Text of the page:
Stromal wound healing: Stromal wound healing involves transformation of keratocytes, production of fibrous material and tissue remodelling . The stromal injury response begins with epithelial compromise leading to swelling of the stroma, apoptosis of fibroblasts and invasion of inflammatory cells and this may occur even without penetration to the stroma [112,113]. Early in the process leucocytes are recruited from the conjunctival vessel to the site of injury where they serve to protect against infection but can also contribute to tissue damage [113,114]. There is also evidence that suggests they are involved in the promotion of healing . The keratocytes nearestthe wound apoptose and those adjacent to this area are activated to become fibroblasts or myofibroblasts [116,117]. These transformed cells then migrate to the wound and deposit fibrotic material to fill the defect [118,119]. This material may contract and opacify which reduces corneal transparency and can alter the refractive curvature of the cornea. The number of transformed keratocytes start to decline once the wound is filled and a slow remodelling phase takes place over weeks to years in an attempt to reorganise the collagen to restore transparency . Depending on the balance of mediators, MMPs and the extent of the wound, the outcome of stromal healing can be regeneration of normal stromal structure, an opaque scar, stromal melting or neovascularisation [120–123]. Stromal wound healing involves transformed keratinocytes repairing the wound with fibrousmaterial in the presence of inflammatory cells and may result in reduced vision.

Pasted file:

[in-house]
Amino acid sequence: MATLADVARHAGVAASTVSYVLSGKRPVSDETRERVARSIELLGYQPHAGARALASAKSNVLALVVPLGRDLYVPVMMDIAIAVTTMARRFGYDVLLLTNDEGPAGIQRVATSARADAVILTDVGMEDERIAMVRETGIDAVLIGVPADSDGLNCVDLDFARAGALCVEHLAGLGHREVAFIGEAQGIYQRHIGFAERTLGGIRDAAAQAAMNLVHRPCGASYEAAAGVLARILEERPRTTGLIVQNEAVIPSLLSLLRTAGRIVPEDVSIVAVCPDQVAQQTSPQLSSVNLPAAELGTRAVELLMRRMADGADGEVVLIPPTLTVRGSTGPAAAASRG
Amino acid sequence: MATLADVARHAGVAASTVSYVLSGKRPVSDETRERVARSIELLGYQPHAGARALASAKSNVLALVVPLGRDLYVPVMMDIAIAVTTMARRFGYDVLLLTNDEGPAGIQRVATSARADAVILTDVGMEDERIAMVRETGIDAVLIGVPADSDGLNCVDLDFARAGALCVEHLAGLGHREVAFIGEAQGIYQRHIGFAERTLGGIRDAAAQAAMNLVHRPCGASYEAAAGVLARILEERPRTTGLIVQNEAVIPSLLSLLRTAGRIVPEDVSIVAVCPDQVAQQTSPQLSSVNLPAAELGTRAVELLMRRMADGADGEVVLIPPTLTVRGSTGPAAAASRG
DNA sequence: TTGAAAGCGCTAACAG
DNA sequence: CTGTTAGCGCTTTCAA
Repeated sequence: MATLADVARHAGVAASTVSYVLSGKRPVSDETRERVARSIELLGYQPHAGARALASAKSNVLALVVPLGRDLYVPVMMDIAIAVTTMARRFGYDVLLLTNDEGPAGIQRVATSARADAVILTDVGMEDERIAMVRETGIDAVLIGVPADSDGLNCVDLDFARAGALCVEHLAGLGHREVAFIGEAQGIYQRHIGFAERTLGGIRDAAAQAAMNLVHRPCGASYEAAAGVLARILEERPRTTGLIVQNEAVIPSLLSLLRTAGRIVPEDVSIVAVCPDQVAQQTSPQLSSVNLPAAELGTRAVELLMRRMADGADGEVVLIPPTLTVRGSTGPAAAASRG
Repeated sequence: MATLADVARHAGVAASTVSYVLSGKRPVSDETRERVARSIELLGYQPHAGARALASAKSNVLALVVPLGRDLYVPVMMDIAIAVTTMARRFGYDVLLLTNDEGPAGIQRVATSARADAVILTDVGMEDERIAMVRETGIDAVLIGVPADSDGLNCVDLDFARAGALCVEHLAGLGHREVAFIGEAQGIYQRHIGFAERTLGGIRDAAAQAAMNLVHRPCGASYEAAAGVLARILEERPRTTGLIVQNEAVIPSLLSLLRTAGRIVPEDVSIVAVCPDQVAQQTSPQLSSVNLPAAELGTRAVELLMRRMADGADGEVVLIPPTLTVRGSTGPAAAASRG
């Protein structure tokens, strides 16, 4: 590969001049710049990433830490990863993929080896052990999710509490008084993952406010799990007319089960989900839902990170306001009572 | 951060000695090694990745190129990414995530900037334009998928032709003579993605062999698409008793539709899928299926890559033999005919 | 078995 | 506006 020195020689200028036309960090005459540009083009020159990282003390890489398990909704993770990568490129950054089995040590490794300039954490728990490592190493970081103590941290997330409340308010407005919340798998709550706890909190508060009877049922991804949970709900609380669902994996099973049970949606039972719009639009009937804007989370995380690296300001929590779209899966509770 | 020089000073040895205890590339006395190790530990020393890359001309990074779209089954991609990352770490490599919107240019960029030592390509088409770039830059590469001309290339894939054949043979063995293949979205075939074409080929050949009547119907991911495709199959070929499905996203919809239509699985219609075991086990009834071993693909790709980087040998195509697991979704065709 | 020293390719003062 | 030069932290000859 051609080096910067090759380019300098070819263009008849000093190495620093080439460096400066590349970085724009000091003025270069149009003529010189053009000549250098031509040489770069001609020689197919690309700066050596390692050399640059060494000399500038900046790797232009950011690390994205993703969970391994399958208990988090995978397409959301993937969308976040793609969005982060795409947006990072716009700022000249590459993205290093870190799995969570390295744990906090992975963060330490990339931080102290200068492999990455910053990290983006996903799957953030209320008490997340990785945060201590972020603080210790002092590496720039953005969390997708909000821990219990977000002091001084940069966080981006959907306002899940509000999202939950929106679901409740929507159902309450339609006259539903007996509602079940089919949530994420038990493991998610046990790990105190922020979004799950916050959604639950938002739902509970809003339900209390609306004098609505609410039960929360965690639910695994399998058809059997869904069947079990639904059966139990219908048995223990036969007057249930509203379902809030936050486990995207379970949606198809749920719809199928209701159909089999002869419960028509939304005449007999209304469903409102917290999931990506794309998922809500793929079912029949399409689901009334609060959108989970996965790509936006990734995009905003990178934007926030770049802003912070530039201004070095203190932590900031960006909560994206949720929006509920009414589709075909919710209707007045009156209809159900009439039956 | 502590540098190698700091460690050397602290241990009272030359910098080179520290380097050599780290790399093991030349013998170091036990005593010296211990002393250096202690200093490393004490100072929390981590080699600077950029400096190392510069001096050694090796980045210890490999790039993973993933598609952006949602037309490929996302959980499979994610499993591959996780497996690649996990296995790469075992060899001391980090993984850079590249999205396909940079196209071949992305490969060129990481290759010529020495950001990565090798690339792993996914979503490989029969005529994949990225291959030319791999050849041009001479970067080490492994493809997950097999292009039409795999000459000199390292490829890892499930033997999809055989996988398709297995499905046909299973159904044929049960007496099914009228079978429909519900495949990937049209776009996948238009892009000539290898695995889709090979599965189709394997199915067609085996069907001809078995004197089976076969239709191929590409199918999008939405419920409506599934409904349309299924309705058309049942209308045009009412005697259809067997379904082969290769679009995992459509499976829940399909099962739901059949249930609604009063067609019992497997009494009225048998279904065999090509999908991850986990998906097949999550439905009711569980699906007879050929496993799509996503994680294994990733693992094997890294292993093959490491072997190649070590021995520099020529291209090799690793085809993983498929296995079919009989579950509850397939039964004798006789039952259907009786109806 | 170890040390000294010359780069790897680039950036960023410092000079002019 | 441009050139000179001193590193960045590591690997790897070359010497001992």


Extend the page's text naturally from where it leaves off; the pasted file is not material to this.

Endothelium and Descemet’s Membrane: Endothelial wound healing is limited to reorganisation of the remaining cells and secretion of a new basement membrane. The endothelium may be damaged by either penetrating injuries, trans–corneal incisions or excessive corneal distortion . Damage to the endothelial disrupts the process that moves fluid out of the stroma resulting in swelling and a loss of transparency in the area of the wound . Unlike the Guinea pig and rabbit, the cells of the human corneal endothelium do not undergo mitosis in vivo. When endothelial cell loss occurs in the human eye the wound is filled by the migration of adjacent cells and an enlarging of the remaining cells to occupy a greater surface area [125– 127]. This differs from the rabbit where endothelial wound healing is predominantly by mitosis and the Guinea pig where this is in addition to a fibro–cellular response in severe injury . Endothelial cell migration begins within six hours and progresses at approximately 1 mm⁄day [129,130]. Within a week of the endothelium reforming over the posterior stroma, normal function is restored causing any swelling to subside . If Descemet’s membrane is breached this is repaired by the endothelium secreting a new basement membrane . Endothelial wound healing is entirely by cell migration in the human eye with normal function returning a number of days after coverage of the area by cells.